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  • What is APR? How does APR work?

    APR basically takes the base interest rates, calculates closing costs, and mortgage insurance if applicable, and gives you a new interest rate, known as the effective rate. Technically, the lower the number, the better the deal. If two lender quote you the exact same (base) rate, the lender with the lower APR is supposed to be a better deal. If the lenders are playing fair, this works well in giving you accurate information.

    If the two lenders are quoting different interest rates, then comparing the loans with the APR calculation is totally misleading.

    Furthermore, the APR calculation only keeps the monthly payment information the same. Instead of the mortgage amount, APR uses "amount financed." This is the "amount financed" information on the Truth in Lending statement. Amount financed takes into consideration the fees that are lender imposed, such as application fees, points, commitment fees, and interim or per diem interest. So, amount financed is the mortgage amount less any lender fees, points, and interim interest. The more fees, the lower the amount financed. The monthly payment is then calculated as a product of the amount financed to give you the annual percentage rate or APR. So, the lower the amount financed, the higher the APR is. Amount financed can be manipulated by assuming a closing on the last day instead of the first day of the month. That would increase the amount financed and decrease the APR.

    Here is a real example on a $150,000 fixed rate 30-year mortgage: Lender A is offering a great low rate of 4.250 percent and $3000 in closing costs, Lender B is offering a higher rate of 4.625 percent and no closing costs. The payment difference between the two is $34 per month. So is it worth paying $3,000 in closing fees to Lender A in order to save $34 per month?

    In this example, it will take a little over 7-years to break even on the additional up-front closing costs. If you are going to be in the home less than 7-years, this is a good choice. If you are going to be in the home 20-years, this may be a bad choice.

    To make the decision even more complicated (if that's possible), borrowers rarely take the value of to day's dollars and cash flow into account. If you are going to be in the home 20+ year, but you don't really have the additional $3,000 costs, now what? Is it more important to have a lower rate today, or keep that cash in your pocket today?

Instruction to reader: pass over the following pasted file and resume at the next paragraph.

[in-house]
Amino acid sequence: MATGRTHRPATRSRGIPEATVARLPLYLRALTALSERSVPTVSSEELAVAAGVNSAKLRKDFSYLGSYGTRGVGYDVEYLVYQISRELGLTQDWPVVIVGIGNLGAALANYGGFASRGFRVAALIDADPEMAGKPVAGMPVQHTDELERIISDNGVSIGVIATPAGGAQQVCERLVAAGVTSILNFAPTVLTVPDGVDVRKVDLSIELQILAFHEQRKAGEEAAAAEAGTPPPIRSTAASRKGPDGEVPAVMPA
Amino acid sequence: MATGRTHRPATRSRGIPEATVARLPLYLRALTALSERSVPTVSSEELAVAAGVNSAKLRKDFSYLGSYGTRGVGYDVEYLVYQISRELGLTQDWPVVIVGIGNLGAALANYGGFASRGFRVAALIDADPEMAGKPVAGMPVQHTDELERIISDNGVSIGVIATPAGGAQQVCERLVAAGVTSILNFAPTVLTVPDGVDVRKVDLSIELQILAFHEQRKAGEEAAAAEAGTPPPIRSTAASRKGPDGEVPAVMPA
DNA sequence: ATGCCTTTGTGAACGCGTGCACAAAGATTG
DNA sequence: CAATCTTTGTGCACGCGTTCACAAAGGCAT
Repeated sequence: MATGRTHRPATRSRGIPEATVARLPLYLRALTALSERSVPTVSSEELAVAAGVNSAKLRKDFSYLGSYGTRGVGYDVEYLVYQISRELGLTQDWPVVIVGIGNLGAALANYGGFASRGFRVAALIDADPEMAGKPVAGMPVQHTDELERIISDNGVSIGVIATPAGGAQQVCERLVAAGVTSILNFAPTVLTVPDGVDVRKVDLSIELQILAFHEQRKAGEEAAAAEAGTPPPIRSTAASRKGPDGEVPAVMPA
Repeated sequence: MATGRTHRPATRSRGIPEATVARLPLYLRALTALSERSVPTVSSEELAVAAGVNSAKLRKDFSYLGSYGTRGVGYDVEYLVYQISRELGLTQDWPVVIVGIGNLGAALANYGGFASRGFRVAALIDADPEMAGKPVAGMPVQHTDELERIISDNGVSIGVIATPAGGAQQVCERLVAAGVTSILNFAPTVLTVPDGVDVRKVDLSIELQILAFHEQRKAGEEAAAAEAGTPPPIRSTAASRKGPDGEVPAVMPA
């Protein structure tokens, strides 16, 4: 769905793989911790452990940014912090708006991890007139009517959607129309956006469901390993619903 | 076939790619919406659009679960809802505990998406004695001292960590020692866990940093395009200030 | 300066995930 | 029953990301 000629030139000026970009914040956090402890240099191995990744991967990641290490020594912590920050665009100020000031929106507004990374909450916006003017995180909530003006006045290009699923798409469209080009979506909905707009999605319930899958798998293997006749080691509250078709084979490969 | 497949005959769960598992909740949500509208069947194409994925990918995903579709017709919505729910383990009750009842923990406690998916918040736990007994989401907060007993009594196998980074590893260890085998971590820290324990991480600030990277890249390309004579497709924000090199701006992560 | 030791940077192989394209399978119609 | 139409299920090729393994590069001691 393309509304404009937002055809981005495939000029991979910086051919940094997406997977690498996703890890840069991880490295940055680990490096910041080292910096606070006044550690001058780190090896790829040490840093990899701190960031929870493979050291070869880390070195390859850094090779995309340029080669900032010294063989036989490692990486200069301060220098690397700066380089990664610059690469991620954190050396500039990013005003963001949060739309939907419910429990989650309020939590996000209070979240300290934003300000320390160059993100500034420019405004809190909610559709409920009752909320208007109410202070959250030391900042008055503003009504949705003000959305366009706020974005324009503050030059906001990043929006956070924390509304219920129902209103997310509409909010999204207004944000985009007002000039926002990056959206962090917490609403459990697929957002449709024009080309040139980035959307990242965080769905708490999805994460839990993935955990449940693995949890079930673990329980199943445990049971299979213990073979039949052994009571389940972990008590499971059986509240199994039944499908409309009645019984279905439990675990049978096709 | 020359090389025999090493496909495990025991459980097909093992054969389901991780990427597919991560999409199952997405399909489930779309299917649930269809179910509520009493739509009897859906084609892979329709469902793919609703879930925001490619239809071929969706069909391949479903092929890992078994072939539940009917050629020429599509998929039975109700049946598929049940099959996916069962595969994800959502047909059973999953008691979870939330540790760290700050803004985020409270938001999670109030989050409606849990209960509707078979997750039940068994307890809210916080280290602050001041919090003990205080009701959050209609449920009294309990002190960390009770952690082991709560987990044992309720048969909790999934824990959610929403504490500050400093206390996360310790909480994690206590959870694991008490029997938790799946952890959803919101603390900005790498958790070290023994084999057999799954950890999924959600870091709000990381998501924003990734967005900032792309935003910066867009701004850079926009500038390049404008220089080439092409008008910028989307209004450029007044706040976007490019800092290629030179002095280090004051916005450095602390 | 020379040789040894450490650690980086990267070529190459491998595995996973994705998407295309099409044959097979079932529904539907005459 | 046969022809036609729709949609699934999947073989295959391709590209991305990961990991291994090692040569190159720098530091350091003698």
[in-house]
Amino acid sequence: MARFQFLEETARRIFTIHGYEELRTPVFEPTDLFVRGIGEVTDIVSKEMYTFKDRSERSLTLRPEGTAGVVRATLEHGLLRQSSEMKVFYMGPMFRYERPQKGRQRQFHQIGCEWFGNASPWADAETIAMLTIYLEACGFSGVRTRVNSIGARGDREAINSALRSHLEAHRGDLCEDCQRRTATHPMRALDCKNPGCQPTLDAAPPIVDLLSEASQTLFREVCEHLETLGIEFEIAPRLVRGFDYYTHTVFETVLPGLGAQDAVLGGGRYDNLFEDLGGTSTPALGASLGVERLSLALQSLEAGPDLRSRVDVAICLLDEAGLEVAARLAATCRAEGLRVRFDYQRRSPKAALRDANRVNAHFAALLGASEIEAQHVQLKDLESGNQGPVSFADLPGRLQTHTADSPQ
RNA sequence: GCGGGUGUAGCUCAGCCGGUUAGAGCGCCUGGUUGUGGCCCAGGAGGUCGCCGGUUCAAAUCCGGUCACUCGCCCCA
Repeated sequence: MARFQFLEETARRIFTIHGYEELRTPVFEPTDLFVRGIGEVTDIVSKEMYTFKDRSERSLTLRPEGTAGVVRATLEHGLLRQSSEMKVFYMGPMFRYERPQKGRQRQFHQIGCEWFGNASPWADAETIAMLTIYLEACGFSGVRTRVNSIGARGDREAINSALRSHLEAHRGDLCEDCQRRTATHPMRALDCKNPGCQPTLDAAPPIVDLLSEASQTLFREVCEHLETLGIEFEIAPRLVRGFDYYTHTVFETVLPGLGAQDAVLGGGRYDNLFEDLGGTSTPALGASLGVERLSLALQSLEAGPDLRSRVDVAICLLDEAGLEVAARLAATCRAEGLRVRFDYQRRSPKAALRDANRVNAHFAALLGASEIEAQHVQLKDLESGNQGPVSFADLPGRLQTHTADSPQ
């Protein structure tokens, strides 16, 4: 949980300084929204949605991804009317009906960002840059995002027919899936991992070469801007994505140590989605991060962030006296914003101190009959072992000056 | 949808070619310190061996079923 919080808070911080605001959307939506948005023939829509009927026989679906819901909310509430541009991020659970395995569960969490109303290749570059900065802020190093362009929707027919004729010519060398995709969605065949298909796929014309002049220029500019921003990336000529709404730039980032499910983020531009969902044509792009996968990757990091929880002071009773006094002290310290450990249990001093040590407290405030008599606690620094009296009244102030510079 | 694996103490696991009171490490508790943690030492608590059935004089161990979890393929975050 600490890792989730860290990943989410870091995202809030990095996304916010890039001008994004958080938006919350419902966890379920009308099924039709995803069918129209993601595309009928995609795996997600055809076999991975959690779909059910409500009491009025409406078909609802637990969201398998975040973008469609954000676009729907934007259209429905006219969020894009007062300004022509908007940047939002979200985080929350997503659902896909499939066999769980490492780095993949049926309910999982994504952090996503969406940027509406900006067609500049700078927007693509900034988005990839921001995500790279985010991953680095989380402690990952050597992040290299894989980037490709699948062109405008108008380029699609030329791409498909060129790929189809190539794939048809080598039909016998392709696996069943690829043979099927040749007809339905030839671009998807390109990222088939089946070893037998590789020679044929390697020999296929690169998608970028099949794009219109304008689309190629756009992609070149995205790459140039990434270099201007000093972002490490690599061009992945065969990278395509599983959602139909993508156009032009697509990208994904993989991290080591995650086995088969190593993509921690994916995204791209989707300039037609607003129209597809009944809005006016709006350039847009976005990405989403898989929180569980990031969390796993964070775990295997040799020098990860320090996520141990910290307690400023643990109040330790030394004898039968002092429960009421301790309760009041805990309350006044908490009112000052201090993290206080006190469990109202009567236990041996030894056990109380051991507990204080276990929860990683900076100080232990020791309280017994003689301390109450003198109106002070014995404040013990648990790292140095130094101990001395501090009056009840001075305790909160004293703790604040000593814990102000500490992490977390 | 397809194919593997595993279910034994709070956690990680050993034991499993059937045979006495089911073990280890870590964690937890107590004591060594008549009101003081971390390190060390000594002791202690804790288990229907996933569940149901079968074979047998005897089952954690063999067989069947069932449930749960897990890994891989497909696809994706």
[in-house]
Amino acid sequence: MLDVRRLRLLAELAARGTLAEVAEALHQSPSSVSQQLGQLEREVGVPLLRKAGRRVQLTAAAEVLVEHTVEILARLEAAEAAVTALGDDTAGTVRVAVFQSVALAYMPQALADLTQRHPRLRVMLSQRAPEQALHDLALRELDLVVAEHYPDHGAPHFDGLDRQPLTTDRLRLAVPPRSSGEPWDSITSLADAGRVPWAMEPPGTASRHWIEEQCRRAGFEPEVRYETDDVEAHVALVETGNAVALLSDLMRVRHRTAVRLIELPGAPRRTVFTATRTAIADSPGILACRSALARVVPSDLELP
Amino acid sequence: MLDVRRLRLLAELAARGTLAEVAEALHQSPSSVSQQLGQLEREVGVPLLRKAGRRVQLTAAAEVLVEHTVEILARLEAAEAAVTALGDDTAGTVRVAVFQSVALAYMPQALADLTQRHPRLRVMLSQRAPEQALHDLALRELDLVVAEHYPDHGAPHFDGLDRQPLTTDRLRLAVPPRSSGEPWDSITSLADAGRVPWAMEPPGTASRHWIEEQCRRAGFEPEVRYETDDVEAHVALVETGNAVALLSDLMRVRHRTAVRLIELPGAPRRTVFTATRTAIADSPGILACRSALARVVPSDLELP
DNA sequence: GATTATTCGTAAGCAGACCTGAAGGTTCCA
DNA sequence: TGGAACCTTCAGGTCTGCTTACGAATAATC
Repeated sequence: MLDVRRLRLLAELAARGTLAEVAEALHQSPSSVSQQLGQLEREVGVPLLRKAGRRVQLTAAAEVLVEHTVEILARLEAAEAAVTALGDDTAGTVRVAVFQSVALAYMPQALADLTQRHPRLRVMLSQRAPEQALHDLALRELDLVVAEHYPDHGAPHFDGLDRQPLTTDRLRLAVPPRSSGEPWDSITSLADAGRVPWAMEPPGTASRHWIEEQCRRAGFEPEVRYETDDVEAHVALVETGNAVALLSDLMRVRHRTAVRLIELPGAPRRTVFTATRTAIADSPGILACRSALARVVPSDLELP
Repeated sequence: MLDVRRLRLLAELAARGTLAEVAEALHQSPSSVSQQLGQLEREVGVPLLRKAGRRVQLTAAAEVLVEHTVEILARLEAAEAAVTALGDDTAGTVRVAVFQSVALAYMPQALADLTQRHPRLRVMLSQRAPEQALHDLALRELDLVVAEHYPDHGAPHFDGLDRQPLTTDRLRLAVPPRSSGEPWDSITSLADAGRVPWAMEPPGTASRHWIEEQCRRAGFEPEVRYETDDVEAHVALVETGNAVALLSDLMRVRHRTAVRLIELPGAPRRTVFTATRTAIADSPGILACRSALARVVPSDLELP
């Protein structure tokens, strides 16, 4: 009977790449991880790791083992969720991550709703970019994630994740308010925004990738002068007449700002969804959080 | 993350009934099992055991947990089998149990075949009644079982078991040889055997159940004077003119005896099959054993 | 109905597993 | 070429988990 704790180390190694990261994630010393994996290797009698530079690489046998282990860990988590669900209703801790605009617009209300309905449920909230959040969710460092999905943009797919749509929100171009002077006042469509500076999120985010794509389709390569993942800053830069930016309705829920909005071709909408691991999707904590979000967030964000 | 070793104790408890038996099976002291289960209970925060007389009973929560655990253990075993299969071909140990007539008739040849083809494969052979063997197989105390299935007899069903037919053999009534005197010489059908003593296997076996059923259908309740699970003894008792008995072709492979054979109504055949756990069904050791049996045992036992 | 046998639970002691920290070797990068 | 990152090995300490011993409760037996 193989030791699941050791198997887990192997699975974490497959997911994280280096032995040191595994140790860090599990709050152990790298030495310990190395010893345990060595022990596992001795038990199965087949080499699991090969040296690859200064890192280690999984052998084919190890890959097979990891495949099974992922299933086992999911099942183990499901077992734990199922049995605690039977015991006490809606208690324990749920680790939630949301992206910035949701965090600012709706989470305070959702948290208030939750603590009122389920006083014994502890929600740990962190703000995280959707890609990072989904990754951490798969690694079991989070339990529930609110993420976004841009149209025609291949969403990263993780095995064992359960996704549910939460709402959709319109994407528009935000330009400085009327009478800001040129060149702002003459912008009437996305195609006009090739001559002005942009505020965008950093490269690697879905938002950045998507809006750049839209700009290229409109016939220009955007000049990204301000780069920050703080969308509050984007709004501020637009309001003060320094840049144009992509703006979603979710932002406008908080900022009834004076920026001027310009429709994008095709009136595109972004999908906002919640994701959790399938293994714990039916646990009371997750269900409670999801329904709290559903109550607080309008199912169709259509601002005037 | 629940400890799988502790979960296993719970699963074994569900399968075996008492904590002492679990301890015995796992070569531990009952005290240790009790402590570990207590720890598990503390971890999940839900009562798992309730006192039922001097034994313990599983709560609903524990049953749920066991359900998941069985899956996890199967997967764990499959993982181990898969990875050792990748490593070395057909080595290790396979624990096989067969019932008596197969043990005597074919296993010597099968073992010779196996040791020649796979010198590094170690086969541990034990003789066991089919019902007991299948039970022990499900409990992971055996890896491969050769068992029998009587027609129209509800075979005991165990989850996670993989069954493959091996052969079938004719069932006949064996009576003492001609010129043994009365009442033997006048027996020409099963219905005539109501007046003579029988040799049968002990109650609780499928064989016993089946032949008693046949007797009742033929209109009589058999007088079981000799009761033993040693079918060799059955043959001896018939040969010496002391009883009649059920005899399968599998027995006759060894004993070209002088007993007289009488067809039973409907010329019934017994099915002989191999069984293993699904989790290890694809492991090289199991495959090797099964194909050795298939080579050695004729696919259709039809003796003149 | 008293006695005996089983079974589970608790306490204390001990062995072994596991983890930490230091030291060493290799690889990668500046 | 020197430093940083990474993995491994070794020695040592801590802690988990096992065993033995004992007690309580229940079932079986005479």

• Choosing your mortgage loan by APR can COST YOU MONEY

    A borrower shopping for the best mortgage rate can easily be seduced by low rate offers that are accompanied by low annual percentage rates (APR). Federal law requires that APR be disclosed along side the actual interest rate as a means to help borrowers make a more informed decision on their mortgage.

    The truth is that APR is a very poor way to comparison shop for a mortgage and can cause borrowers to make costly decisions. APR was created to provide a way for borrowers to account for closing costs associated with the getting a mortgage loan. This sounds good in theory because it may not be very easy to choose between a loan with a lower rate and higher fees, or a loan at a higher interest rate with low fees.

    The problem is that the APR calculation is based on bad assumptions.
    First, APR assumes zero inflation, and that the value or buying power of a dollar today will be exactly equal to the value of a dollar 10, 20, or even 30-years from now.

    Next, the APR calculation assumes that the mortgage will never be pre-paid or paid. That means no refinancing or selling the home. This is highly unlikely since the average life of a home mortgage loan is less than seven years. Just think about your own loans: Is it rare to see the same loan in place for even just five years for many people.

    The APR calculation does not consider the value of the money used for fees. So if you spent thousands of dollars in discount points or higher closing cost fees to get a lower rate, the APR calculation does not give any value to the money if it wasn't spent on closing costs.

    APR does not take tax consequences into consideration. This can be significant, since higher closing costs on the mortgage loan may not be deductible, while the higher interest rate typically is deductible.

    Finally, APR can be easily manipulated by bad lenders, making it totally worthless for real life comparisons.

  • The bottom line is that you should forget APR and think twice about those advertised low rates when they are accompanied by higher fees.

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